Of significance cultural and social note was the influence of the protestant reformation that Scotland underwent during the 16th Century. The teachings of Martin Luther and John Calvin began influencing Scotland during which a number of Lutheran preachers were executed for heresy. The reformation ignited a brief civil war which saw the English intervene on the protestant side, ending the relationship of the Scottish church with the papacy. The influential Scottish theologian, John Knox, who was a disciple of Calvin and Wishart, founded the Church of Scotland in the 16th century. Until the late 20th century, Presbyterian variety of the faith became a central value of Scots, coupled with the major industrial and economic growth in the 19th century led to the likes of Max Weber to develop his theory of the spirit of Capitalism and the protestant ethic.
The Union of Crowns, whereby the Kingdom of Scotland and the Kingdom of England came under one monarch, in a personal or dynastic union occurred in 1603 when James VI King of Scots inherited the throne of England and became King James I of England. Both crowns, however, remained distinct and separate despite efforts by James to create an "Imperial" throne. Various theological differences between the two Kingdoms largely defined the atmosphere that existed during King James VI reign. The glorious revolution put an end to James II of England's rule, in favour of William and Mary. The late 17th century was largely a dark period in Scottish history with many regions experiencing famine, as well as the failure of the Darien scheme which attempted to establish the Kingdom of Scotland as a world tradition nation by establishing a colony on the Isthmus of Panama. The bankruptcy of the Scottish nobility played a large part in convincing the Scottish elite to back a union with England. In 1707, the Scottish parliament passed the Acts of the Union which saw the creation of Great Britain and the replacement of Scottish systems of taxations, currency, laws and trade with those made in London.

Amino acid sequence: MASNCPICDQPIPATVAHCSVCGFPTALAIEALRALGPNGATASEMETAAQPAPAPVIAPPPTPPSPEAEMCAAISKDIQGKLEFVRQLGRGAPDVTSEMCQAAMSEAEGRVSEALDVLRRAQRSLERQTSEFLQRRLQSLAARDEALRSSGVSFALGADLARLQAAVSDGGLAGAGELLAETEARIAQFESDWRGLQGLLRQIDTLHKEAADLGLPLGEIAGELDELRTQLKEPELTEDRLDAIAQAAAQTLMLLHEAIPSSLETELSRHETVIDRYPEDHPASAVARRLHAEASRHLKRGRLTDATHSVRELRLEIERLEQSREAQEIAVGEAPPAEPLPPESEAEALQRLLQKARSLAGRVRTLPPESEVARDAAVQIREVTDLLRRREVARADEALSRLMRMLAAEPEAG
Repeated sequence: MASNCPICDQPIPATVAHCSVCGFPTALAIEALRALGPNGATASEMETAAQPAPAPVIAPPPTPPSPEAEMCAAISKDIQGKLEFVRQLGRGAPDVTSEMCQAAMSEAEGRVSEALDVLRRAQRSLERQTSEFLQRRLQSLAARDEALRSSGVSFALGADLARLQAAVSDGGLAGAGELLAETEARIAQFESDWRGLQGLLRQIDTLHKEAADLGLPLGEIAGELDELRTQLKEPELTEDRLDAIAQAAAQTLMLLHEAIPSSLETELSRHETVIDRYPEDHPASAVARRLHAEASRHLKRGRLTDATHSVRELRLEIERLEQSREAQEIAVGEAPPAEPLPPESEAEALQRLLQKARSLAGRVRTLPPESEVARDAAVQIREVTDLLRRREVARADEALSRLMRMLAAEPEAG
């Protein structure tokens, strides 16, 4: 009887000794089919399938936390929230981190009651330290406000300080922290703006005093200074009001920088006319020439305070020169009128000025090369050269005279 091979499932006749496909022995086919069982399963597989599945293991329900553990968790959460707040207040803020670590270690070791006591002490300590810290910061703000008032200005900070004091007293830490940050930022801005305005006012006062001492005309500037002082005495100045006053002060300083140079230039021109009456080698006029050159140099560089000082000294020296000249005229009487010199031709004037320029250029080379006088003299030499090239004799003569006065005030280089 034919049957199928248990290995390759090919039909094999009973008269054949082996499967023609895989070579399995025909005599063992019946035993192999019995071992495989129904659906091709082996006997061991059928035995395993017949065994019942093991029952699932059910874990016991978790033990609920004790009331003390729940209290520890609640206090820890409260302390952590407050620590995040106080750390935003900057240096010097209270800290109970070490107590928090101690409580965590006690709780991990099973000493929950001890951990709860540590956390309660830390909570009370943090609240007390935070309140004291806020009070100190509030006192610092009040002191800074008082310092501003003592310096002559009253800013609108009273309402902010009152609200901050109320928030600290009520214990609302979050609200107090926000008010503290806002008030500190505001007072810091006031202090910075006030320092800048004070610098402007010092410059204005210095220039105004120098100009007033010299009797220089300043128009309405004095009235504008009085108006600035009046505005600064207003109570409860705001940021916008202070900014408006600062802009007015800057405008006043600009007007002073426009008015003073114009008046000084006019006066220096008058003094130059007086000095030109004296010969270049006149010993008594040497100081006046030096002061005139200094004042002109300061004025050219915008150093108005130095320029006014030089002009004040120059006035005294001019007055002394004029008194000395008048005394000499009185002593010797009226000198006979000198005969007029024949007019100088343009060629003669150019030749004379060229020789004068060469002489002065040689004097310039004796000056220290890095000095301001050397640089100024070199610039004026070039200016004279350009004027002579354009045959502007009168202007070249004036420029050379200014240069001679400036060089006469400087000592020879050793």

If Scotland was to be described as a largely poor, agrarian nation, under constant threat of famine and invasion in the late 17th century, then its fortunes were certainly changed in the 18th century with the blossoming of colonial America and the subsequent rise in trade with the colonies. Glasgow became a major industrial and economic centre, due to its strategic position and access to the Atlantic. The Glasgow Tobacco lords owned the fastest ships on route to Virginia and until the American war of Independence; Glasgow remained the world's premier tobacco port. Divisions in Scottish society, however, still remained and were exasperated with the growing wealth of the new merchant class and the old clans of the highlands. The deposed Jacobite Stuart claimants were popular in the highlands, especially among non-Presbyterians, which eventually resulted in a failed rebellion to remove the house of Hanover from the British throne. This defeat paved the way for a period in Scottish history known as the clearances, whereby the indigenous populations of the highlands and islands were forcibly removed and relocated.